Despite popular opinion, skunks are born to dig holes. They rarely use the stink spray that they are famous for created in glands located in their anus. In fact, skunks try to avoid using their spray at all costs. However, their long-clawed feet are beneficial in their daily lives and frequently put to work by the skunk for many different uses. Skunk holes in Niagara are just one way that skunks use their claws; foraging for food is another. Find out more about how skunks use their claws and how to keep skunks away from your property to avoid damage.
How Skunks Use Their Claws
The danger of using their stinky spray, also known as skunk spray, thiols, thioacetate, or n-butyl mercaptan, is that once it is depleted, it’s gone for up to two weeks. Skunks without their spray are vulnerable to predators. Since skunks are only the size of a typical house cat, they prefer to reserve their spray for authentic predator situations rather than spray at will for everyday meeting purposes.
Skunks use their claws far more frequently. While using their claws as defense is a last-ditch effort, it can be an effective one once the spray has been exhausted. Skunks have ridiculously sharp claws that are absurdly long and strong for their little bodies. The claws are only matched by their sharp little teeth that can really cause some damage if a predator decides they want to test a hypothesis at their earliest convenience.
Skunks use their sharp claws to forage for food. Your lawn does not benefit from this. Skunks will scratch up the top layer of grass to unearth grubs, worms, and other insects to feast on for a light snack. However, if the skunk feels a more substantial hunger and happens to be after a burrowing animal, like a mouse or a shrew, they will go in with their claws to dig deep after the rodent. The damage to your lawn could be extensive and take quite some time and money to repair.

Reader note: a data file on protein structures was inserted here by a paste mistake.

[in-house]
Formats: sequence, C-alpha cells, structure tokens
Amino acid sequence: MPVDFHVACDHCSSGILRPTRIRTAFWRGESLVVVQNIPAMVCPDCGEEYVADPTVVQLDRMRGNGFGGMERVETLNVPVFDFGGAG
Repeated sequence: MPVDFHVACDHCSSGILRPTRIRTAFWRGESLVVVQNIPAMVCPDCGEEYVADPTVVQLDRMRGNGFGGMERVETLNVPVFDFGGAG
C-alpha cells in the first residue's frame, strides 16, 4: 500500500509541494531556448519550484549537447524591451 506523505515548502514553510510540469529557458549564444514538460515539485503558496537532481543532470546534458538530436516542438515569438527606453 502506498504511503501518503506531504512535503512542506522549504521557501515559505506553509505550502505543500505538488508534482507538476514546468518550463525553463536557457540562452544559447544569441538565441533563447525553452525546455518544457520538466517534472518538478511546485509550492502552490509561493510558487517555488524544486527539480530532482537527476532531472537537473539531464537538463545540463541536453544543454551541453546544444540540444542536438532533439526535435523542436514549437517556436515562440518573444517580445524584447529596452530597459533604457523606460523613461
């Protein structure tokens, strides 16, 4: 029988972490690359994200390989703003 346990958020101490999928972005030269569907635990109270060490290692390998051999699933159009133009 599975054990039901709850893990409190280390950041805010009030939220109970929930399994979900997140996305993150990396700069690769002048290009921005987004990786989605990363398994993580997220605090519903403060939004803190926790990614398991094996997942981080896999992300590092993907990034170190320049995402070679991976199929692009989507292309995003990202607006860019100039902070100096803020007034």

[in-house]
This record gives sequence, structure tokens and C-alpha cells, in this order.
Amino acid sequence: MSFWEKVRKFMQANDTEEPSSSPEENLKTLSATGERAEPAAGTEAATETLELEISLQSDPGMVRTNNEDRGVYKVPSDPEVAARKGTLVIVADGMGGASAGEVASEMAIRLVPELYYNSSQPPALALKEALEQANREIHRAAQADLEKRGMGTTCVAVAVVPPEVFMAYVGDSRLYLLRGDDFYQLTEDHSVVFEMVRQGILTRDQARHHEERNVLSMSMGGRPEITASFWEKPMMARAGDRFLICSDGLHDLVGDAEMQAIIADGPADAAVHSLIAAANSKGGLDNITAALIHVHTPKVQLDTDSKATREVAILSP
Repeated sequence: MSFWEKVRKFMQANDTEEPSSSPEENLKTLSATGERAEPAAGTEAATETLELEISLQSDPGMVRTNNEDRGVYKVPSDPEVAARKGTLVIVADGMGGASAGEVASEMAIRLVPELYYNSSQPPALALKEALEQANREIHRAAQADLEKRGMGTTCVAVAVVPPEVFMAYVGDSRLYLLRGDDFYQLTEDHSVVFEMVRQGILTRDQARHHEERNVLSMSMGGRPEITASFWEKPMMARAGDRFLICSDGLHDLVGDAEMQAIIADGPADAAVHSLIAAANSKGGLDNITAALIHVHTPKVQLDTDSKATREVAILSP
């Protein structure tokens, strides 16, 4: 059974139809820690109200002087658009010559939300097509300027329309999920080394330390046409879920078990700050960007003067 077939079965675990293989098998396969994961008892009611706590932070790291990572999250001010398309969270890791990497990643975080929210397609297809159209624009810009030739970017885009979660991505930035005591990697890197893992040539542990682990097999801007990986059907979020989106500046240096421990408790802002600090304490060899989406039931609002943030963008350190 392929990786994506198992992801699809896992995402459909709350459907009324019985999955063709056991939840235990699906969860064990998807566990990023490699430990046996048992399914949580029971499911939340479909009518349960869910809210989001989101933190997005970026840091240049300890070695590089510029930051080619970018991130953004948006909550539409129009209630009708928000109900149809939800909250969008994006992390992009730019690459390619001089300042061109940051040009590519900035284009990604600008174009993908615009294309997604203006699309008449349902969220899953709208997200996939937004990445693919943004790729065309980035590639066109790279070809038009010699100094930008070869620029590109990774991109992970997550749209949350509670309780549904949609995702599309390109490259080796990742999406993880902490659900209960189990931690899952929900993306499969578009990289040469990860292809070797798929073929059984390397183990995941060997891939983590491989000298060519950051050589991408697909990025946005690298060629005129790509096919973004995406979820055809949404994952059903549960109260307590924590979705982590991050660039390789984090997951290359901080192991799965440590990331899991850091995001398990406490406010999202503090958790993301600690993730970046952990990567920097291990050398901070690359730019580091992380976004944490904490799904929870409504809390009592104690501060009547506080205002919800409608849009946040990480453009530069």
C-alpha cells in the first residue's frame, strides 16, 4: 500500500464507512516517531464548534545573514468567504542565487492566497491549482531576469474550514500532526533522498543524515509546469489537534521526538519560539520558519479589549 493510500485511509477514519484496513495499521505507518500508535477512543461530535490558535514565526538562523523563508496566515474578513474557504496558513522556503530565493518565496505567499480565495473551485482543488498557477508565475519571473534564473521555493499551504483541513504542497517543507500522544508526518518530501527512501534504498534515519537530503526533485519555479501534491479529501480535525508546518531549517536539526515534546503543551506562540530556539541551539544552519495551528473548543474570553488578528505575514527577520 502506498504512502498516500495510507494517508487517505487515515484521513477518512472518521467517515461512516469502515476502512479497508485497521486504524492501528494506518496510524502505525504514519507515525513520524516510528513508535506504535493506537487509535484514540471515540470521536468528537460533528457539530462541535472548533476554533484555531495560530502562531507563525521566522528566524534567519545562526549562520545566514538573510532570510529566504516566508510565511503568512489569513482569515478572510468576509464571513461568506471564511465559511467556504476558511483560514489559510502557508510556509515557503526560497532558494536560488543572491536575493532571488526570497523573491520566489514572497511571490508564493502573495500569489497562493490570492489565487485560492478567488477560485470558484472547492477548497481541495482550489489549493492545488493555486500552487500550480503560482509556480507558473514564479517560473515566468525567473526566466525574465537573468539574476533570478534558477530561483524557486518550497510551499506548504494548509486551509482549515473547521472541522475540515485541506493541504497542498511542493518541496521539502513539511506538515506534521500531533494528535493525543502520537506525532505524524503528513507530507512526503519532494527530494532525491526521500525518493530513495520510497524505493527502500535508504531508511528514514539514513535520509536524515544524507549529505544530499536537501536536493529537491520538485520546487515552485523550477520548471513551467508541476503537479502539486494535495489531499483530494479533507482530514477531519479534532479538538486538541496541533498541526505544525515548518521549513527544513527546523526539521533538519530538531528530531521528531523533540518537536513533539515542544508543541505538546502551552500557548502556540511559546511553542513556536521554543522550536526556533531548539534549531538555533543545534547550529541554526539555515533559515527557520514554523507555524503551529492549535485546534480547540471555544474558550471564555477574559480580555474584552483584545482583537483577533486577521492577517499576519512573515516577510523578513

Skunks are burrowing animals. Often, they will use the abandoned dens of other animals that have gone elsewhere. Sometimes, however, there are no rooms at the inn, and skunks have to create their own home sweet home. Most of the time, skunks will seek out lodging that is relatively close to a food source. Trees near river banks with ample insects and grubs or woodpiles near old barns with plenty of mice and vols are popular burrowing areas.
Your house, unfortunately, can also be a popular nesting spot for skunks. While they likely won’t try to make their way in and set up shop in the attic or garage, they might try to burrow under the porch. Skunks have also been known to burrow underneath and snatch an egg or two for dinner if you have a chicken coop nearby. If not, your trash will suffice as nourishment for plenty of meals.
How To Keep Skunks Away
A primary reason to keep skunks off your property is the unfortunate element of surprise. While skunks don’t seek to send you the stink, it may not be an option if startled. Further, the damage to your lawn may be frustrating enough to make you wish you had called at the first sighting of the smelly critter.
Professionals recommend that you do call at the first sighting of a skunk. Rather than take it upon yourself to attempt DIY methods or remove the animal yourself, call in a professional removal service to save yourself the stress and the potential stink.
Contact Skedaddle Humane Wildlife Control for safe and professional skunk removal in Niagara.